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dc.contributor.authorMoffitt, R. G.
dc.date.accessioned2009-04-17T03:02:45Z
dc.date.available2009-04-17T03:02:45Z
dc.date.issued1984-01
dc.identifier.issn0110-7720
dc.identifier.urihttps://hdl.handle.net/10182/997
dc.description.abstractThe first paper reviews the trade and economic relations between New Zealand and Japan. R.M. Miller gives a detailed description of the importance of Japan to New Zealand both as an export market and as a supplier of manufactured imports, finance and technology. Details of the range and value of recently traded products is given. Some of the economic arid trade problems between the two countries such as the Japanese barriers to livestock and dairy product imports are described. Despite these problems Miller sees the future prospects for bilateral trade to be good. Rex Cunninghame discusses the difficulty westerners have in understanding or predicting Japanese behaviour. Japanese ways of thinking and feeling are subtly different from our own with more emphasis placed on human relationships. He discusses the observations made about Japan by a number of western writers and their attempts to explain Japanese behaviour and attitudes. Mention is also made of the Japanese obligations to repay specific favours. Japan's rapid business and economic success has occurred due to a number of reasons. Some of these reasons are discussed in Graham Kitson's first paper. They include the advantage of a large domestic market, an unusually high debt/equity ratio of domestic companies, the high savings ratio of the population and the unusual conglomerate structure of the large companies. Other contributory reasons have been the strong company loyalty by employees and a longer term marketing approach when selling. In Graham Kitson's second paper some of the complexities of the Japanese distribution system are detailed including/the role played by the large Japanese trading companies. Some potential markets for New Zealand goods are identified. Some of the changes in the Japanese consumer environment such as increasing consumer incomes, urbanisation and changing population age structure are discussed in Graham Kitson's third paper. There have also been new trends in food consumption patterns and an increase in leisure activities. John Hundleby's paper on marketing in Japan begins with a brief description of the complexity and length of the Japanese distribution system. The three main types of distribution networks are described. Marketing includes widespread mass media advertising with attractive and sophisticated packaging. Much detailed advice is given for the New Zealand supplier who wishes to enter the Japanese market. product quality and reliability of supply are important considerations to the Japanese importer. Constant communication and consultation is needed between the New Zealand supplier and the Japanese importer on product acceptability and development. A personal visit by the New Zealand exporter is another essential requirement to help establish a necessary personal relationship with the importer. The paper concludes with a detailed case history of a New Zealand company's export success in the Japanese marketplace. Keith Pilcher lists ten brief but pertinent keys to success in establishing and nurturing business with Japan. A number of other points are made which highlight some of the many differences between western and Japanese business practices. This discussion paper includes full text of the papers listed below: R.M. Miller, Japan: A Review of Trade and Economic Relations Between Japan and New Zealand; R.R. Cunninghame, The Japanese Psyche : Are the Japanese Really Unique?; G.W. Kitson, The Japanese Economic System and the Groups that Make it Work - Companies, Politicians and Bureaucrats; G.W. Kitson, Business Practices in Japan - New Zealand Successes and Failures in Adapting; G.W. Kitson, The Japanese Consumer - Trends and Changes; J.M. Hundleby, Marketing in Japan; K.R. Pilcher, Establishing and Nurturing Busisness with Japan.en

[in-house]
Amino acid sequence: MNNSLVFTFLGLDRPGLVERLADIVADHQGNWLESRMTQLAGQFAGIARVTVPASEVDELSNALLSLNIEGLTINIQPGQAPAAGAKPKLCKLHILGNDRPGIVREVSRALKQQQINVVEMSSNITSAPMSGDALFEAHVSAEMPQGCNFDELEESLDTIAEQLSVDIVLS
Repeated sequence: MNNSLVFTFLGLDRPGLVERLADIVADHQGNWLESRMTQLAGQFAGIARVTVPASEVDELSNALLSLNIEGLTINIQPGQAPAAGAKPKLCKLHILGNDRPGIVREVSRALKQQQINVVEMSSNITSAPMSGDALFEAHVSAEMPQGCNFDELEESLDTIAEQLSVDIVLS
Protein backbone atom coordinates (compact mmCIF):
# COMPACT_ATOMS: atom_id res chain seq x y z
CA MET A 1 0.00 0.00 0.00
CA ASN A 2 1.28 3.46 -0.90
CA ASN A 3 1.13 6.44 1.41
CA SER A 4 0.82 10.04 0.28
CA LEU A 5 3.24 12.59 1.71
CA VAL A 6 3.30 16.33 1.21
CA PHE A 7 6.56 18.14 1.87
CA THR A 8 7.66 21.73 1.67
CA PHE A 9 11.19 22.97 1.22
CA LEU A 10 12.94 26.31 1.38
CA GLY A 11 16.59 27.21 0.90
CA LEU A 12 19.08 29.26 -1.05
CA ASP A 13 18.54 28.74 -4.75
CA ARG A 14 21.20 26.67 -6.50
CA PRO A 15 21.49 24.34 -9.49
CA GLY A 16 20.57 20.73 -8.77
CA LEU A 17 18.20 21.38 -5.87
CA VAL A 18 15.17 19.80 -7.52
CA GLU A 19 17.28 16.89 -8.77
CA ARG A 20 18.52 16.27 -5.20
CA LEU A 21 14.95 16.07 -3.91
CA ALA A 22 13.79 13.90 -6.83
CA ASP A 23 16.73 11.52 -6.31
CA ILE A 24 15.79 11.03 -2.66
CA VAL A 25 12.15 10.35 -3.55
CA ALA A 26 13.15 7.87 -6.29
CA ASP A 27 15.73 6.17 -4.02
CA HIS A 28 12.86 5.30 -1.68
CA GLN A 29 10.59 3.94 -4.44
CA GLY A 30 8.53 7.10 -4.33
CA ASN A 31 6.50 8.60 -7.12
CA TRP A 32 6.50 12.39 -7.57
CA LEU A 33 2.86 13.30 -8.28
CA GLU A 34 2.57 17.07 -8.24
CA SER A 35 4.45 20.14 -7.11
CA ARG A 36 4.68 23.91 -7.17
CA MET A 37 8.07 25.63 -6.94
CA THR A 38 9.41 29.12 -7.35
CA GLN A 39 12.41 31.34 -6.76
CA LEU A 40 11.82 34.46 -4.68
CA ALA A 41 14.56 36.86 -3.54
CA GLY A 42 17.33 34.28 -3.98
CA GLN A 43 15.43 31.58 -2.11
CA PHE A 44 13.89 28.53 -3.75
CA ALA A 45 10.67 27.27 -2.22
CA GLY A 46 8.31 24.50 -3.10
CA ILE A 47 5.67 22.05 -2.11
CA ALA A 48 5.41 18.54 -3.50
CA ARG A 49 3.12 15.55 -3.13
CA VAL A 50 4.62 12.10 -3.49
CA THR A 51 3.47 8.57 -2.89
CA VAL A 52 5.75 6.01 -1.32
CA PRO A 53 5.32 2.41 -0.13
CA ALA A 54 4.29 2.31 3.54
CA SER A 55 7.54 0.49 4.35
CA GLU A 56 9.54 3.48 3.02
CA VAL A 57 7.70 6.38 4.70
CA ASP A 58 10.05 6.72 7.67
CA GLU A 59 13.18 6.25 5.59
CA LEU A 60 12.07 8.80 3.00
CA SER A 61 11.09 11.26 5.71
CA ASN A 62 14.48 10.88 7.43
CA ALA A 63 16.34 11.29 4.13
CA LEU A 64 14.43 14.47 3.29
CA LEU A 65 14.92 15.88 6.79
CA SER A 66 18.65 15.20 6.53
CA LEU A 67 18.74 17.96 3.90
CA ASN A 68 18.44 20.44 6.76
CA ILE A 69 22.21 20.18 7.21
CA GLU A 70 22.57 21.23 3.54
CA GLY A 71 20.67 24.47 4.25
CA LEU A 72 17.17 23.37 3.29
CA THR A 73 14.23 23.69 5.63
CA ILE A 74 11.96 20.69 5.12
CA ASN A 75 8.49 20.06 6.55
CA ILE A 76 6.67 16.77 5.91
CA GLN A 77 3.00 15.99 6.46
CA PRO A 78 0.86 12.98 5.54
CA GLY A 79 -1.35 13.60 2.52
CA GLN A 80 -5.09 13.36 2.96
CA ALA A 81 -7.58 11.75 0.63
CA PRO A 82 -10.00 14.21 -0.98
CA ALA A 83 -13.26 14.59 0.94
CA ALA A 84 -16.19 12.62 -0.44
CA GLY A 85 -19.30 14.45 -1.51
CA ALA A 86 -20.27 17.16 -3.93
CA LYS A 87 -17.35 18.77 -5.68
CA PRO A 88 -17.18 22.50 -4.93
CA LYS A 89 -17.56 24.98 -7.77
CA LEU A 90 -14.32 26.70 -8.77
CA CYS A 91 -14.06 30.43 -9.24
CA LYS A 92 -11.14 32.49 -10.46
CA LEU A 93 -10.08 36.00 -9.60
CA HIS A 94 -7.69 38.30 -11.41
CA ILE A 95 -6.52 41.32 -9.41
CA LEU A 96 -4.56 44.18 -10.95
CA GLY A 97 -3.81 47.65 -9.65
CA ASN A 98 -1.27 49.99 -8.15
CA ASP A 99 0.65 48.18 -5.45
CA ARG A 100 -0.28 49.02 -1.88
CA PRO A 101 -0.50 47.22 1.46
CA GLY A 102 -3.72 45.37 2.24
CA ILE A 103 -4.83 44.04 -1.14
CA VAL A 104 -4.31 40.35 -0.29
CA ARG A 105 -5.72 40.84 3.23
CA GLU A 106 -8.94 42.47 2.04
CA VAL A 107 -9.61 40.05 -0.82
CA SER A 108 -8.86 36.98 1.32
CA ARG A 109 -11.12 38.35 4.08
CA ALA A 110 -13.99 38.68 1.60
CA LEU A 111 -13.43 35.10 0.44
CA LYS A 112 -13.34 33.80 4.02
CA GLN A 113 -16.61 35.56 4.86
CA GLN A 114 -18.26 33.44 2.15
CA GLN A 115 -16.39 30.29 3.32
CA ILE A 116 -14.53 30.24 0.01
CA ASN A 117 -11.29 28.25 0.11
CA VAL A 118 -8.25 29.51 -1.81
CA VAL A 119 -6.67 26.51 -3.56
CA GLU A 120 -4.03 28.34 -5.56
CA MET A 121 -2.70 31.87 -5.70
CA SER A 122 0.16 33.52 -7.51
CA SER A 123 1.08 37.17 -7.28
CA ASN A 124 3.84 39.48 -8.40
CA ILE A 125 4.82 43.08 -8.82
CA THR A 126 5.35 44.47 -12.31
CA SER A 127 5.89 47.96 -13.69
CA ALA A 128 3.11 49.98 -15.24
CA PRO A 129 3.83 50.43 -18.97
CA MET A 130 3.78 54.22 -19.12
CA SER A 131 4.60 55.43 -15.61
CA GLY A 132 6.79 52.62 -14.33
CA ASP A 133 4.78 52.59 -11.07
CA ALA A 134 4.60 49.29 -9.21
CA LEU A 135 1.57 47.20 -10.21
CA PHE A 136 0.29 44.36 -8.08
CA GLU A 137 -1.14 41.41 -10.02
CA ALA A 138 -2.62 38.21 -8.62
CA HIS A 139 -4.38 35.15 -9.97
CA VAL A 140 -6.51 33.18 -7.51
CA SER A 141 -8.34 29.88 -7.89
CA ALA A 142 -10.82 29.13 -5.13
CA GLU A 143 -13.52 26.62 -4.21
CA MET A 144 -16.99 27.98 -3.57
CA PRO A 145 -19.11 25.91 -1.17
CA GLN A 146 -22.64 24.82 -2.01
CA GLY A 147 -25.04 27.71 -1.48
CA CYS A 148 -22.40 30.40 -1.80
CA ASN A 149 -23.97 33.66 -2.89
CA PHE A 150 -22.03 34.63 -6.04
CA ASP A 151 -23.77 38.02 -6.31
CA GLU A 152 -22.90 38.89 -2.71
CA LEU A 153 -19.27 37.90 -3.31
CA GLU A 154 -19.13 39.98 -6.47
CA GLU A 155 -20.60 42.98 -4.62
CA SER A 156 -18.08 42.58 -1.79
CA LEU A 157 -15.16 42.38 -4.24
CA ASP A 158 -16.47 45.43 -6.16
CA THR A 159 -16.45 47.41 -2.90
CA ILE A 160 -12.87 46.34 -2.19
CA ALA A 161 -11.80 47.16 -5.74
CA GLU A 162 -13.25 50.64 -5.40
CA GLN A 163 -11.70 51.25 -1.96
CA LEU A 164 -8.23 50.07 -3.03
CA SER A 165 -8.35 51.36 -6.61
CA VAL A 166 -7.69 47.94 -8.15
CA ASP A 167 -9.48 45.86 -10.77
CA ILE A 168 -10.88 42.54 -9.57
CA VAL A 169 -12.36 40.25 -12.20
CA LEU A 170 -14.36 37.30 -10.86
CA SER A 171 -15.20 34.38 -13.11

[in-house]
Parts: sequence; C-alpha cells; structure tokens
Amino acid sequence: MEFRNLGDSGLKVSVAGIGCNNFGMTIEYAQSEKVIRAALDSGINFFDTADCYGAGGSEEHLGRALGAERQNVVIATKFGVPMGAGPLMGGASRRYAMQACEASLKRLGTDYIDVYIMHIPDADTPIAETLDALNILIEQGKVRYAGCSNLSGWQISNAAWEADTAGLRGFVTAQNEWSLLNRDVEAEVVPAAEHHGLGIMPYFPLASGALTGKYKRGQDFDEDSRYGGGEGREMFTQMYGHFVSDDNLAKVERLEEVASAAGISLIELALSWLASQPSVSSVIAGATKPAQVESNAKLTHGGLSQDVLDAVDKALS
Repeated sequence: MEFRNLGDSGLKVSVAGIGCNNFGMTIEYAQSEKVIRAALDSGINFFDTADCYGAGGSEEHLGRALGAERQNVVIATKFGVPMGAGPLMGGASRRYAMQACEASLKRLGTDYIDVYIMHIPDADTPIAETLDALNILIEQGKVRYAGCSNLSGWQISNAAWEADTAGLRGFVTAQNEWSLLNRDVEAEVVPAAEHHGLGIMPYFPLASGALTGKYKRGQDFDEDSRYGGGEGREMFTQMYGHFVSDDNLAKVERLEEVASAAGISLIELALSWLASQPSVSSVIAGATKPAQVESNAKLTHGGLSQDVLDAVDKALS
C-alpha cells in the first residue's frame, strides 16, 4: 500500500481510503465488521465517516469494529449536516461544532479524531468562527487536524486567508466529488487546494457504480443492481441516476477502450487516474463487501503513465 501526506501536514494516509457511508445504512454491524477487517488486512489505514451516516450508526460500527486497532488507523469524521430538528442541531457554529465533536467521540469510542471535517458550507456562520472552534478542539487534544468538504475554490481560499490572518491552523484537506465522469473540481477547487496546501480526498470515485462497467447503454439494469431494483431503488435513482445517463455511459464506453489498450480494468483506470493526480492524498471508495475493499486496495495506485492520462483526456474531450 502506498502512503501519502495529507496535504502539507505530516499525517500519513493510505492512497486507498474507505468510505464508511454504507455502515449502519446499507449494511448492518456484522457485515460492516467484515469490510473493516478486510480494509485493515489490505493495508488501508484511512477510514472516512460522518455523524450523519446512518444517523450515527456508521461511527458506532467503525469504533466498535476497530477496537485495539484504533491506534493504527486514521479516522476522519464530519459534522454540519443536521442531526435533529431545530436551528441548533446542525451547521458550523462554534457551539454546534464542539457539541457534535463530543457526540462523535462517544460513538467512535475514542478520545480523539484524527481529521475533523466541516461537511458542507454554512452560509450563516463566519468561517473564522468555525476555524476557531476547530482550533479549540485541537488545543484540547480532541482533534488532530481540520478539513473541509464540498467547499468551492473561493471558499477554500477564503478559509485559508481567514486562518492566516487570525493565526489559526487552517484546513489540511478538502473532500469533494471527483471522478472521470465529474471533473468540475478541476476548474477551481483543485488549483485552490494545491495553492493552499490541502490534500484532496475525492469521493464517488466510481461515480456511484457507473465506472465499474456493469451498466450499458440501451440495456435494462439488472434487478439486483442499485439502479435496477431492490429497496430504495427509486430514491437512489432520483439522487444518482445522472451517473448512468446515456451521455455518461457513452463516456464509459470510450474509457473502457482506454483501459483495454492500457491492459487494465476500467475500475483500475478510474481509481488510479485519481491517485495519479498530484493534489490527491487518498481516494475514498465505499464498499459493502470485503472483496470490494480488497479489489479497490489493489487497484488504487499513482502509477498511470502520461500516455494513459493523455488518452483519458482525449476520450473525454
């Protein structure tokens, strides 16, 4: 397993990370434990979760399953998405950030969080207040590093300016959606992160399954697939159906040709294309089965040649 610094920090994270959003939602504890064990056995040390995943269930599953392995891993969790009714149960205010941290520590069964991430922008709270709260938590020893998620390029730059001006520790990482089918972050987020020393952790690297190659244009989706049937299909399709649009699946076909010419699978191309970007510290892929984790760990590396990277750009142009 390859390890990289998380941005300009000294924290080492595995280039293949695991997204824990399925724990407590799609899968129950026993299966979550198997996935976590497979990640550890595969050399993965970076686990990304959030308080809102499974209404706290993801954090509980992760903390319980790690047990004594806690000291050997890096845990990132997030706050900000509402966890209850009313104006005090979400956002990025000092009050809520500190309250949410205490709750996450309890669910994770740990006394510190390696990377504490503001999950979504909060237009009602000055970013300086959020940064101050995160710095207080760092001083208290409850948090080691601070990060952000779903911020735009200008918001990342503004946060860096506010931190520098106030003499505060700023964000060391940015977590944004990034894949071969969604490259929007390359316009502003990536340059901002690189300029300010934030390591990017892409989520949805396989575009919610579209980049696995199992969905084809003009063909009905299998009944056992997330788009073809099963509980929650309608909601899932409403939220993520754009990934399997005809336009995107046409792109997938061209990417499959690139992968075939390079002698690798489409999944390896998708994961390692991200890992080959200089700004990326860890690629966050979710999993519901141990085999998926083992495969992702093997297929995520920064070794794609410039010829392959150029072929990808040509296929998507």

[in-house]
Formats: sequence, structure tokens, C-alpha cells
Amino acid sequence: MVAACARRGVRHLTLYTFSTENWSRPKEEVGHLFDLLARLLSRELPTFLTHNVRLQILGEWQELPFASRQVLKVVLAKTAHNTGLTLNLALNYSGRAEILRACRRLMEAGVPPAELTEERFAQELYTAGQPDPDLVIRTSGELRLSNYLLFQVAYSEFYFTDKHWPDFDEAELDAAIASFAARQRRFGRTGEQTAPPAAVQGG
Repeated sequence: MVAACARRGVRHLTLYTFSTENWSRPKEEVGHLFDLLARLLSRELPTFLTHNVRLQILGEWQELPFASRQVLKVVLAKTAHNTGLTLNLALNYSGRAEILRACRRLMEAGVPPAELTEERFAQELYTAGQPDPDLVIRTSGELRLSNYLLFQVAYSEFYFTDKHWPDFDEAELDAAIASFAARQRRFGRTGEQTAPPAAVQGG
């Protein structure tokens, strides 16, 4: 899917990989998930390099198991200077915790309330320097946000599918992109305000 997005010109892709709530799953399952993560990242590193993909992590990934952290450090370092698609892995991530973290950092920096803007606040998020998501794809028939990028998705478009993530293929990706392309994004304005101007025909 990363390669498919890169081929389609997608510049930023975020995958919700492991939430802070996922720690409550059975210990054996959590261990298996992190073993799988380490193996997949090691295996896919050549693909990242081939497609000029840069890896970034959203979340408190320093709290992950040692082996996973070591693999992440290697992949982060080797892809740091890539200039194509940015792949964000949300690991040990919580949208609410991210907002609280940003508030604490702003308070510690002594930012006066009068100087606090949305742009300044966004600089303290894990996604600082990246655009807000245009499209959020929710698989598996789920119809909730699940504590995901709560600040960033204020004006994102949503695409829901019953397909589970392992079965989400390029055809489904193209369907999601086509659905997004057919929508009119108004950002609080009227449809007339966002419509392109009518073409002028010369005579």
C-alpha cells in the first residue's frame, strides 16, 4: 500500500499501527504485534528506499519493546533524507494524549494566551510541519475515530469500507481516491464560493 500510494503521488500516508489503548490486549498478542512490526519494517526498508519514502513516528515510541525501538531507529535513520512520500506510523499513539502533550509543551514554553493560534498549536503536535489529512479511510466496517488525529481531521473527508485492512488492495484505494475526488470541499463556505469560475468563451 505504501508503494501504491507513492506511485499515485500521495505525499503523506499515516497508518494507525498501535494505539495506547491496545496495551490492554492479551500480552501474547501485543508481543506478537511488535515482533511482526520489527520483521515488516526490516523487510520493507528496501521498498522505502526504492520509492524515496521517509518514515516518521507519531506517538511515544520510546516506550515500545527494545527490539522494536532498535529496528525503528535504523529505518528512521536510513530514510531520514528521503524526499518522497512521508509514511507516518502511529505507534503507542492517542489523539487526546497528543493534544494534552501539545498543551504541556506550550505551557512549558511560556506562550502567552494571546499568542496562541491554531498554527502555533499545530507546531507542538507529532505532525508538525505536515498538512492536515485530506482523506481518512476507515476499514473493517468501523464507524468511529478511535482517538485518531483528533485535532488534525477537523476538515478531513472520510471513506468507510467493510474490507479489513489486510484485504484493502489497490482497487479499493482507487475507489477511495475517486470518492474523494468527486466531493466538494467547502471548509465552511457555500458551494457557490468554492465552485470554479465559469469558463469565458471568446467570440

dc.language.isoenen
dc.publisherLincoln College. Agricultural Economics Research Unit.en
dc.relation.ispartofseriesDiscussion paper (Lincoln College (University of Canterbury). Agricultural Economics Research Unit) ; no. 79en
dc.subjectJapanen
dc.subjecteconomic relationsen
dc.subjectexport marketsen
dc.subjectagricultural marketingen
dc.subjectinternational tradeen
dc.subjectinternational agribusinessen
dc.subjectNew Zealanden
dc.subjectconferencesen
dc.titleConsider Japan : papers from a seminar conducted by the Japan Centre of Christchurch held at the Chamber of Commerce conference room, 11 May 1983en
dc.typeDiscussion Paperen
dc.subject.marsdenFields of Research::340000 Economics::340200 Applied Economics::340201 Agricultural economicsen
dc.subject.marsdenFields of Research::340000 Economics::340200 Applied Economics::340206 International economics and international financeen
lu.contributor.unitAgribusiness and Economics Research Uniten


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